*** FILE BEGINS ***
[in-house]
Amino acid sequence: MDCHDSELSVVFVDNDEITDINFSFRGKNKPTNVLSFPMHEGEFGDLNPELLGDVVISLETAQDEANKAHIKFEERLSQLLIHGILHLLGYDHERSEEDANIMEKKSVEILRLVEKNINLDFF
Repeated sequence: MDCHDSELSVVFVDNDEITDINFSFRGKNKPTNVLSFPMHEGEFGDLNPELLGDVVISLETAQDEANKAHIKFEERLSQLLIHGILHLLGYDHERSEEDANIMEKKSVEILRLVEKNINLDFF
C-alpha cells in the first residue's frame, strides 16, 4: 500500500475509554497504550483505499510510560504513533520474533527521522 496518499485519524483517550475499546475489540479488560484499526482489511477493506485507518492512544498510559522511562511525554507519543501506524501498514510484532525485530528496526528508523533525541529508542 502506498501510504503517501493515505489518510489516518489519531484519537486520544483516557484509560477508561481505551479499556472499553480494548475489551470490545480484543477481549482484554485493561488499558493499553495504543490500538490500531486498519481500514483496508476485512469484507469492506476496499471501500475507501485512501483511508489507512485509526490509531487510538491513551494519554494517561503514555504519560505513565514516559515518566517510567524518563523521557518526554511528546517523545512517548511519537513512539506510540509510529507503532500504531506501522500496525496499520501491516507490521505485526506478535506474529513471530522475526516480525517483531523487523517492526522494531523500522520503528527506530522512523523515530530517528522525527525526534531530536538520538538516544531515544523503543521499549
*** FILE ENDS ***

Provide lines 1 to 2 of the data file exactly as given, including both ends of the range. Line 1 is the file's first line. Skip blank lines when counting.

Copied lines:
[in-house]
Amino acid sequence: MDCHDSELSVVFVDNDEITDINFSFRGKNKPTNVLSFPMHEGEFGDLNPELLGDVVISLETAQDEANKAHIKFEERLSQLLIHGILHLLGYDHERSEEDANIMEKKSVEILRLVEKNINLDFF